In this use case, a researcher seeking to prioritise candidate disease-causing variants in another population could check whether candidate variants have been identified in African populations, if so, at what frequency, and/or whether they have been associated with a specific disease in African populations. The Global Alliance for Genomics and Health (GA4GH) Beacon protocol [22, 23] allows researchers to make limited queries as to whether a particular variant has been seen in a particular dataset, thus encouraging sharing of information without compromising privacy, with proposed extensions to include queries of variant-phenotype associations through direct online access. Query rate limits can be used to restrict abuse of the system by “walking” across the genome using thousands of queries of the same aggregated dataset, but without restricting ease of access for honest research purposes.

Registered user access through the African genome variation database

The African Genome Variation Database (AGVD) is under development as a project of the H3Africa Informatics Network [24, 25], and aims to be a resource for exploring African variation data available to registered users. Regionally-aggregated genomic data summaries – for example for North, South, West and East Africa - can be made available for bona fide researchers who are reviewed as part the AGVD general administration for registered users. It is likely that such summaries will provide valuable allele frequency data for regional groupings without exposing communities or populations to potential harms; and that a genetic diversity metric such as Fst [26, 27] could determine an aggregation level that provides some granularity without exposing individual populations or communities.

Access to study population pre-calculated genomic summary data through applications reviewed by an access committee

Where requests for summary data cannot be met by the processes outlined above, applications for population-specific summary data could be made through an appropriately constituted Access Committee, which should normally already be in place to administer access to individual-level genotype data where secondary data use consents are in place. It is likely that only in a small subset of cases would this detail review be required, as beacons and regional summaries should answer many of the use cases for external researchers. Should the number of requests become unmanageable for an existing access committee, a subcommittee could be constituted of individuals who are qualified to review specifically these requests under the oversight of the main committee. Where genotype data are submitted to central repositories such as the European Genome-Phenome Archive (EGA) [28], access to African genome summary data might be managed similarly to whole dataset requests in cases where Beacons or regional aggregated data do not suffice.


In conclusion, genome summary data from studies of African populations can substantially enhance ongoing health research in African and rest-of-world populations, and ethical and responsible sharing of these data should be supported. Open and unregulated online exposure of genome summary data from African populations or communities, however, may expose these populations to unacceptable risks and potential harms such as those experienced by Indigenous and/or minority population groups to date. Outlined here are three levels of controlled access to genome summary data from African populations and communities that can harness the benefits of these data for global and local health research, whilst mitigating the risks and potential harms for the African participants and communities who provide their samples and data for genomic research.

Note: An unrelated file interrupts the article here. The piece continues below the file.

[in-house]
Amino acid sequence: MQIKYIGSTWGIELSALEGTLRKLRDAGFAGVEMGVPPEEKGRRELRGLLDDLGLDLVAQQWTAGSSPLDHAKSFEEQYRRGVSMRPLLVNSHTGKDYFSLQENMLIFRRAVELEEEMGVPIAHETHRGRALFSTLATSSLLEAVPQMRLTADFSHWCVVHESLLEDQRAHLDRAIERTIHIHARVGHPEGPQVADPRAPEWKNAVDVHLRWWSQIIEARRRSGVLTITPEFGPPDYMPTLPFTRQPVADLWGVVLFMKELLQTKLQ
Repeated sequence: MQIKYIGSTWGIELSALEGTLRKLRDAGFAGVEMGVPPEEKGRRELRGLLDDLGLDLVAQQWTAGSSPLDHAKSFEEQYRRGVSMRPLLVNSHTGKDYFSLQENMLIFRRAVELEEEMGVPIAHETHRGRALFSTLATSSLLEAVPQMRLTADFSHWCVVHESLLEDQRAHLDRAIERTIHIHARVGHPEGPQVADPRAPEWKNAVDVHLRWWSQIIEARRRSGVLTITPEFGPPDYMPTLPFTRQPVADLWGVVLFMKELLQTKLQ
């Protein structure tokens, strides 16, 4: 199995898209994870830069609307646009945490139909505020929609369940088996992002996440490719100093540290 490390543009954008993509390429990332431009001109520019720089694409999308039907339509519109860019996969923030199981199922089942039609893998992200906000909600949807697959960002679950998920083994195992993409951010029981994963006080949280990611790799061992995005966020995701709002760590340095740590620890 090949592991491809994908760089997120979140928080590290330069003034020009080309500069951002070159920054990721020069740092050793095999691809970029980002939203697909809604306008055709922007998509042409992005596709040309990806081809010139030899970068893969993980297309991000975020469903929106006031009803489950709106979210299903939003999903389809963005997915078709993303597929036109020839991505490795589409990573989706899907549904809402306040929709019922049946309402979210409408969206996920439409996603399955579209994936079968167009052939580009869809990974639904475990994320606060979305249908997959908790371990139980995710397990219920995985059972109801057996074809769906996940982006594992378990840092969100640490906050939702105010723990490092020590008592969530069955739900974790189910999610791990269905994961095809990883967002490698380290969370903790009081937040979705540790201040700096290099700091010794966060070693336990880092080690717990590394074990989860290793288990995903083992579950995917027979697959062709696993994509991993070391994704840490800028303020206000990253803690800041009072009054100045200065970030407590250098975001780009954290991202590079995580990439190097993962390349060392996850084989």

Availability of data and materials

All information cited is openly available online and URLs are provided in the References section.



African Genome Variation Database


European Genome-Phenome Archive


Genomic Alliance for Genomics and Health


Genome Summary Results


National Institutes of Health


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The author acknowledges Nicola Mulder and Ayton Meintjes (Computational Biology Division, University of Cape Town) for review of proposed technological solutions for protection of GSR online.


NT receives support from Wellcome (salary and research, 203135/Z/16/Z) and the National Institutes of Health (salary and research, H3ABioNet: R01HD080465 and salary, B-Positive: U24HG006941). The funding bodies played no role in the design of the study and collection, analysis, and interpretation of data and in writing the manuscript. The views expressed here are personal and not necessarily those of the funders.

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NT conceived of and wrote the manuscript. This author read and approved the final manuscript.

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Correspondence to Nicki Tiffin.

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Tiffin, N. Potential risks and solutions for sharing genome summary data from African populations. BMC Med Genomics 12, 152 (2019).

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  • African genomes
  • Genome summary results
  • African diversity
  • Community harms